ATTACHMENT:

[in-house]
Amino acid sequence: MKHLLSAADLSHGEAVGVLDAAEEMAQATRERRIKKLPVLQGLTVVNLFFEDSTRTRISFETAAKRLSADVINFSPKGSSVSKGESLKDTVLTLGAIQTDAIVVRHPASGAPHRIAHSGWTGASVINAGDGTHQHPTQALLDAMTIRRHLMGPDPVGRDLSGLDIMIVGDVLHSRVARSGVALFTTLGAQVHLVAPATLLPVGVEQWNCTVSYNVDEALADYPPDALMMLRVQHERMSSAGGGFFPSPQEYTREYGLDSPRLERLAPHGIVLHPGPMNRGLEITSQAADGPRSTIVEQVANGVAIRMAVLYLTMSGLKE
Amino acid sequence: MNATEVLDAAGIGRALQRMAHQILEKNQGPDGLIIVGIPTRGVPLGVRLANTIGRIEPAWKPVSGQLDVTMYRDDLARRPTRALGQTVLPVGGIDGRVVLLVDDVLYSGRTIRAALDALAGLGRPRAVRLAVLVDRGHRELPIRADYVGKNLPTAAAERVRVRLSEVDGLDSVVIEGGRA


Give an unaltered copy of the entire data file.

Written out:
[in-house]
Amino acid sequence: MKHLLSAADLSHGEAVGVLDAAEEMAQATRERRIKKLPVLQGLTVVNLFFEDSTRTRISFETAAKRLSADVINFSPKGSSVSKGESLKDTVLTLGAIQTDAIVVRHPASGAPHRIAHSGWTGASVINAGDGTHQHPTQALLDAMTIRRHLMGPDPVGRDLSGLDIMIVGDVLHSRVARSGVALFTTLGAQVHLVAPATLLPVGVEQWNCTVSYNVDEALADYPPDALMMLRVQHERMSSAGGGFFPSPQEYTREYGLDSPRLERLAPHGIVLHPGPMNRGLEITSQAADGPRSTIVEQVANGVAIRMAVLYLTMSGLKE
Amino acid sequence: MNATEVLDAAGIGRALQRMAHQILEKNQGPDGLIIVGIPTRGVPLGVRLANTIGRIEPAWKPVSGQLDVTMYRDDLARRPTRALGQTVLPVGGIDGRVVLLVDDVLYSGRTIRAALDALAGLGRPRAVRLAVLVDRGHRELPIRADYVGKNLPTAAAERVRVRLSEVDGLDSVVIEGGRA